I’m sitting next to a guy in a long black skirt. He’s in his early 20s and has buzzed one half of his head; the other anchors a sleek sheet of blonde hair that falls to his narrow shoulders. He’s not especially tall, but he carries himself like a giraffe. The general effect is elegant.
He’s with a friend in the row behind us, invisible to me except through the low purr of his speech. They’re discussing ways to improve BART travel.
"Construction-grade headphones," suggests the voice behind me. "Big-ol’ blackout sunglasses."
"One hundred percent fuck evvvvverybody, child," agrees my seatmate. "One hundred percent fuck evvvvvvvvvveryone."
Each year, the industry holds local [rail rodeo] events where individuals compete against one another in different mechanical and electrical skill categories. At BART, the three top individual winners join together to compete as a team at the international competition.
This is so awesome. Respect.
Square-shouldered man in a Hawaiian-print shirt and a a field vest, sitting spread-eagled by the door. From the satchel on his lap he removes a bundle of limp coriander. He selects one stalk and puts the leafy end between his teeth, draws the rest of it into his wiggling mouth slowly, like spaghetti.
A crowded weekend bus. I have a seat because I boarded some 40 minutes ago in the city’s strange southern reaches, those undulating rows of boxy homes on streets I can’t navigate by looking for water. I’m trying to read and a girl is blasting Taylor Swift’s “You Belong With Me” out of tinny headphones. I look up to try a death-glare and a lone tear slides down her cheek. She’s mouthing the words. Shit! I think. Sorry! Sorry. I didn’t know.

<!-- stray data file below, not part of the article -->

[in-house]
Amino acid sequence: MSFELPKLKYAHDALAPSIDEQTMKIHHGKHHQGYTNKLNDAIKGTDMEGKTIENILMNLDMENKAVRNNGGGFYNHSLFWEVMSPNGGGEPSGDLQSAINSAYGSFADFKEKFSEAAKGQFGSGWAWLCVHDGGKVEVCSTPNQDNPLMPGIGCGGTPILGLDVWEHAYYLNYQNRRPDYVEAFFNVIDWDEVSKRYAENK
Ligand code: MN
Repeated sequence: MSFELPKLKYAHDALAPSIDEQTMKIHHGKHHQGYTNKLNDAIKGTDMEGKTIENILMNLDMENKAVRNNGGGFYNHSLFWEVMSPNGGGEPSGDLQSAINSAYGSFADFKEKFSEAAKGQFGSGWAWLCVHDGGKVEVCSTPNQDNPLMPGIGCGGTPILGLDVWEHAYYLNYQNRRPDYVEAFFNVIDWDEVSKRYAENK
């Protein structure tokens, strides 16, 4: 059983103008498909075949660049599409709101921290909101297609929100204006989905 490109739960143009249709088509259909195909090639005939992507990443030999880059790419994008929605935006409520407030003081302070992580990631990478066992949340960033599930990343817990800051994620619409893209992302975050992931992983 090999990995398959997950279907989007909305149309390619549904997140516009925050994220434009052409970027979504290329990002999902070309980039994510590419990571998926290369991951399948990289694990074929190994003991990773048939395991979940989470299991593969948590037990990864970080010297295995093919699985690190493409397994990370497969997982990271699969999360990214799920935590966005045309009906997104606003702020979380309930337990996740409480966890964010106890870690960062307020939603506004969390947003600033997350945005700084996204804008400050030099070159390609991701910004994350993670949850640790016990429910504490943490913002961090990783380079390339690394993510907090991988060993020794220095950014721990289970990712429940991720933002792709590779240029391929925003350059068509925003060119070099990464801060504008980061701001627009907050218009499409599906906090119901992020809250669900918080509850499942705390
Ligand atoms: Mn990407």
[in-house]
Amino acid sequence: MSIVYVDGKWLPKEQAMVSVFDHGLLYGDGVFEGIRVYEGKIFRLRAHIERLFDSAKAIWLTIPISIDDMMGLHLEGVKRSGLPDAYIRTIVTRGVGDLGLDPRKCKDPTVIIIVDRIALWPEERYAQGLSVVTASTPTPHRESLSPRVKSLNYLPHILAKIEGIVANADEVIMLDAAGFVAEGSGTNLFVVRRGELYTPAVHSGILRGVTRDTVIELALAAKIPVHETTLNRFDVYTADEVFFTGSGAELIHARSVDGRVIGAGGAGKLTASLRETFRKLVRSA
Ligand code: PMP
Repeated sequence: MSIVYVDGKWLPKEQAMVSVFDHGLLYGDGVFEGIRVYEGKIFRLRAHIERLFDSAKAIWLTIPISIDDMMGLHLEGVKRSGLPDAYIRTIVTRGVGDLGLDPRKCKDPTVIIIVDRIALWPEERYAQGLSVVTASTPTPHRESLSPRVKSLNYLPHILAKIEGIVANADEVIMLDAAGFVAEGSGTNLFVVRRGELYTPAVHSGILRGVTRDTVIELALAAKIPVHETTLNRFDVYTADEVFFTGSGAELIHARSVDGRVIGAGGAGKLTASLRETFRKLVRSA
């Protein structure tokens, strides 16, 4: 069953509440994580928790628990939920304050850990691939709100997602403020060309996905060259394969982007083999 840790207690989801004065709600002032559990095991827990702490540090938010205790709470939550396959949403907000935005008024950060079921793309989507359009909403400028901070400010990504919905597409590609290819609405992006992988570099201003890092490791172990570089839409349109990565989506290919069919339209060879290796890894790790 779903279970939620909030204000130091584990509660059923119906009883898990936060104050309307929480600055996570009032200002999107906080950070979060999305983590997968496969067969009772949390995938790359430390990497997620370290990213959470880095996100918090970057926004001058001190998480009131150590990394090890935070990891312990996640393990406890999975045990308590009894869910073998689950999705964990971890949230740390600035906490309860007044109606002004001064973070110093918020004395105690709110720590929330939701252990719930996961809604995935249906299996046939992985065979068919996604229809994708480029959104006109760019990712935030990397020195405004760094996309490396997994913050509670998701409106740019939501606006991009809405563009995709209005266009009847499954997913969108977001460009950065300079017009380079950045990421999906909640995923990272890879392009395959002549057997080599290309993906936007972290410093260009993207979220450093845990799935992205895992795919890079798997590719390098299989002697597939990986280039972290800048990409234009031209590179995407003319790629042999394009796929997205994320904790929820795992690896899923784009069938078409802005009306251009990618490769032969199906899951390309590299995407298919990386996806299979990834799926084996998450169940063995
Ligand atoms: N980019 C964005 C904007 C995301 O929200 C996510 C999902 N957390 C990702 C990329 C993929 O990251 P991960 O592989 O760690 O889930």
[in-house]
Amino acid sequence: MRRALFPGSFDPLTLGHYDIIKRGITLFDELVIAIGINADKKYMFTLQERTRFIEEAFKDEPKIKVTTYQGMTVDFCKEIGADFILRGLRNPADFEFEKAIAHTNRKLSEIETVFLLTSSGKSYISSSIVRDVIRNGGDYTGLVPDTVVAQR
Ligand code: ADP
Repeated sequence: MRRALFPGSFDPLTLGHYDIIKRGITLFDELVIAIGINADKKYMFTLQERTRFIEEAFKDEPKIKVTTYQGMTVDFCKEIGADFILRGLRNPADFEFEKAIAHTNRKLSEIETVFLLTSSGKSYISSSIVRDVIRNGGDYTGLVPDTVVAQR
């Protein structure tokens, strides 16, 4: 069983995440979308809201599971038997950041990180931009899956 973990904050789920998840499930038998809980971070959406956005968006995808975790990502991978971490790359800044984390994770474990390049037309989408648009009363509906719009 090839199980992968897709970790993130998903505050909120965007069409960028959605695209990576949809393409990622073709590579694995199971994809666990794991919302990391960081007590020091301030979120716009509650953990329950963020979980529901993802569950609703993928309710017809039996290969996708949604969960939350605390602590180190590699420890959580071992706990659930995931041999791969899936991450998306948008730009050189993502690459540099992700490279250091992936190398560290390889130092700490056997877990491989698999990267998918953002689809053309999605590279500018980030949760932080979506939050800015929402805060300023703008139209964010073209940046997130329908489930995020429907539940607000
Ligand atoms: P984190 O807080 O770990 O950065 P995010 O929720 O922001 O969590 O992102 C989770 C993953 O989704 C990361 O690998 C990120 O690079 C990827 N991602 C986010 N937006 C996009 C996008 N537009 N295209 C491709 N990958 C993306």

I’m having trouble determining the relationship between this pair: she’s maybe 14 and I would assume he was her father—for the affectionate arm around her shoulders and free hand at her little wrist—were it not for the fact that every other word out of her mouth is fuck, fucking, or fucked.
"Oh, no!" he exclaims, pushing back the chewed-up cuff of her sweatshirt. She’s carved the NorCal star on the inside of her arm. It’s recent and red and a little crooked. "When did you do this?"
"Da-a-a-aaaad," she sighs. "You should be happy that’s all I did. Renee ordered a tattoo gun on eBay and put a huge fucking butterfly on her thigh."
"Oh, she did?"
"Yeah, like, really? What’s that going to look like if you ever get fat? At least I was fucking smart about it."
"Hey man, you like R&B, right?" He doesn’t wait for a reply. "Yeah, you like R&B."
"I’m more of a jazz guy, to be honest."
"You’ll like this one, then. Got a bad sax solo, a bad sax solo. Take a listen."
He does; in fact he hears some part of five or six tracks (some are skipping, sorry, man). The exchange lasts all the way through Oakland but does not end in a transaction, despite the price of the CD dropping $5 per stop. I’m impressed with the graciousness of the jazz fan’s refusals and doggedness of salesman’s indifference to them. I could learn a little from them both.
Text alerts to “police activity” could mean anything, really, but on a hunch I opted to sprint for the FS rather than risk BART. Good call, it looks like. (That’s Embarcadero; here’s Montgomery, closed to the crush.)
Waited then at the dripping terminal with a quiet crowd, our heads bowed beneath hoods and briefcases, beneath torn and splayed umbrellas crippled in the weirdly animate gusts that chased us south from Market. From the bus I watched whitecaps crawl the bottle-green water; in the gloom the bay for once looked like the sea.
(Unrelated, how hard can it possibly be to catch someone who runs down a tunnel? There are just the two ends to the thing, am I right?)
And you thought the labor strikes were retro.
You guys realize this how we’re all going to die, right? I mean, not this poor man with the measles, but someone on a train ten years from now with Ebola or some nonsense. We’ll see what kind of “whimsical” little vignettes I write when I’m bleeding out of my eyeballs.
Uh … carry on, I guess.